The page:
How does a person reconcile pride and values in music tastes? I’ve always had the type of ideological thinking about bands that often seemed to undermine the quality of the sound in favour of a more holistic approach which included brand image and genre definitions. Growing up convinced that only the purest form of rock’n’roll can save the industry, I never thought I’d end up enjoying a new wave band just as much as I did Is Tropical this week.
Perhaps it’s more fitting to first describe how the band presents itself. Signed with Kitsune (Yelle, Pheonix, Klaxons), there is an obvious blurring between the music and the image that is implicit with Is Tropical and is in line with the French label’s business model. With scarves and fake bears over their faces, un-google-able signs on their website and very bold music videos, they’ve managed to create an aura of mystery around them that has worked so well for other bands in attracting the gem-seeking carnivores of the blogosphere. Wikipedia tells us they have ten million hits on Chinese YouTube, which is what perhaps inspired them to be ‘the first western band to tour Mongolia’. A less than impressive feat, but it goes along with the type of non-linear path to fame they are trying (so hard) to take.
As such, the London trio has been riding the synth gravy train since 2011, with two albums and a lot of good PR behind them. I think I started listening to them during the summer and believed it was circumstantial that I ended up liking them. If you hear a song enough times, you’ll find something you like about it(the basic premise of pop music producers I guess). Tracks like Greeks or Seasick Mutiny were catchy on Native To, their first album, and had enough guitar riffs through their songs for me not to dismiss them wholly. Their new album sounds like the band is moving towards a classic instrumental sound, with more work being put on a heavy bass line and indie guitar that references Joy Division rather than New Order. Coupled with clear attempts to create genuine crowd pleasers, I’m Leaving was a welcomed return and got me in the mood to see them live.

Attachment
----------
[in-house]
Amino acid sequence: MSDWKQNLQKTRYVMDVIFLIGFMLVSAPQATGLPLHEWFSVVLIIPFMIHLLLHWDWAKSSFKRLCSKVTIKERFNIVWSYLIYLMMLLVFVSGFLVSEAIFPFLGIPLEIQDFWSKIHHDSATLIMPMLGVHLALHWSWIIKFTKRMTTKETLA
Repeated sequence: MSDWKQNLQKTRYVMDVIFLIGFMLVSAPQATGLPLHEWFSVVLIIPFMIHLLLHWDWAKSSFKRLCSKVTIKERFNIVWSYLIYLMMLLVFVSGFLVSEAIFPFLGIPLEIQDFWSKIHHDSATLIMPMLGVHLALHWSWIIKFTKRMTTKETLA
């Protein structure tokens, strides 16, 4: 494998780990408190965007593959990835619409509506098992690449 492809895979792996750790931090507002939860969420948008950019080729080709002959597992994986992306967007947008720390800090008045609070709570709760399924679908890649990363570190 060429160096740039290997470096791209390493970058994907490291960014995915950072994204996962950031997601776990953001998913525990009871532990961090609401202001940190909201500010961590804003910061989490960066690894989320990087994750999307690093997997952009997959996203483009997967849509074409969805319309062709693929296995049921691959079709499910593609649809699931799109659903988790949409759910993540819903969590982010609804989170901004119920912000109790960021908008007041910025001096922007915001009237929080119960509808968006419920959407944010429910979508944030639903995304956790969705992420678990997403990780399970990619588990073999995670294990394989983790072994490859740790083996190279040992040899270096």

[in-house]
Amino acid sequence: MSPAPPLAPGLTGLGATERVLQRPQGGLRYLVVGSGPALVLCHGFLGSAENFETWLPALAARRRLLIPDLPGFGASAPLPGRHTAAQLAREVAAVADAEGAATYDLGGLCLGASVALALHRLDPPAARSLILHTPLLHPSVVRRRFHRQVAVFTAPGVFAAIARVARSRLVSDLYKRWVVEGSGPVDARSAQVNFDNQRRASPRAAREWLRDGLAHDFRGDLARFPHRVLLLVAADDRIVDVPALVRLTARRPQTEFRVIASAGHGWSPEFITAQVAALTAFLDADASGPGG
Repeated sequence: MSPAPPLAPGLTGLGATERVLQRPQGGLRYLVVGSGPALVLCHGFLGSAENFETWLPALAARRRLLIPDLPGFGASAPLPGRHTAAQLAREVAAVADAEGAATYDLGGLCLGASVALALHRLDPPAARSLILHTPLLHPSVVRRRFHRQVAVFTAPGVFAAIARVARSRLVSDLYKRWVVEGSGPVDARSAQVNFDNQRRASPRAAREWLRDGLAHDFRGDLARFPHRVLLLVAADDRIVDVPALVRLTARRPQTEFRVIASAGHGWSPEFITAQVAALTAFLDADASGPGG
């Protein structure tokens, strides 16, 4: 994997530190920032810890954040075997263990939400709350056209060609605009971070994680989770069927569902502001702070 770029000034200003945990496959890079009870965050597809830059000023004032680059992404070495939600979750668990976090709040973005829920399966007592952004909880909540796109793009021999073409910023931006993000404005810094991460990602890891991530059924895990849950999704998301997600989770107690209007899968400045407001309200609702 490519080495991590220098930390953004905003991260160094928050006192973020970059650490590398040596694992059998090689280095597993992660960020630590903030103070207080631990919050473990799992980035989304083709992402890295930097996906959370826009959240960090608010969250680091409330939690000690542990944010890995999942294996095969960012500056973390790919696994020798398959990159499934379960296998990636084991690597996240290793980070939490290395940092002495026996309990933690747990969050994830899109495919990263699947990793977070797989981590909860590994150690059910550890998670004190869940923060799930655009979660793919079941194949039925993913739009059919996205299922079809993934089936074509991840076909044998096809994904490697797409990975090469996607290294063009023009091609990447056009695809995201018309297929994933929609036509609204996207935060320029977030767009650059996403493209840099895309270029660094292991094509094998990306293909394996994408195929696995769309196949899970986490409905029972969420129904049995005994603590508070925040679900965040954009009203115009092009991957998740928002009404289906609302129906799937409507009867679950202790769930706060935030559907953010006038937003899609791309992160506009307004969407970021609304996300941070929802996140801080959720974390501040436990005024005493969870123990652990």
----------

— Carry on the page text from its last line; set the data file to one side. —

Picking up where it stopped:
The venue was a gallery somewhere around Hoxton. It stood out as the event of the evening, with a huge density of accessories per square foot, but it was nothing too glamorous (in the industrial sense of the word) and was packed and dark enough to get lost in the crowd. After getting a free Jager shot from the Rastafarian bartender for pointing out the fact that they did indeed have the beverage, I felt the night was going well and was getting anxious about seeing the band. Soon enough, they entered the stage unceremoniously, leather jackets and long sleazy hair abound and opened with Lover’s Cave. This first song on the album sets the tone well, with an inviting chorus, drowned by jumpy synth and high-pitch guitar. The pace was great and the drums were resonating throughout the crowd and already, three minutes in, you could tell they’ve moved their focus from the dance floor to the concert halls.The key moment was the onstage appearance of the female voice from their new single, Dancing Anymore, arguably their best song yet.
Barely distinguishable from the lads, she gave the act the sort of warm vocals and raw appeal that made me realize, all of a sudden, that I was in fact at a rock’n’roll concert. Drunk and rarely hitting their cues, the band proceeded to stumble through much of their new songs, as well as some older classics like Greeks or Lies. What made the concert great however was not the music per se, but the type of band and brand of music they were personifying. As they insistently and unimaginatively repeated that everyone needs to get fucked up, you slowly startedto believe them. And perhaps that’s the point that I was missing for such a long time.
The Greek clip:
‘I don’t wanna leave the party, oh nooo’, went one of Is Tropical’s last songs. Although I will always prefer a British stadium to a scruffy post-industrial gallery space, I’m more and more disappointed with the bands I ceremoniously follow. As for the new ones, I hate Jake Bugg and don’t really get the hype. Perhaps it’s in this niche where artists that can still capture my imagination reside, or maybe I was fooled by some gimmick thought of by a French producer.
In any case, I was dancing all night.
By Paul Dunca
Paul Dunca is a freelance saboteur looking for a change of pace. He writes reviews and opinion pieces to keep appearances and can be reached at various wishing wells around London.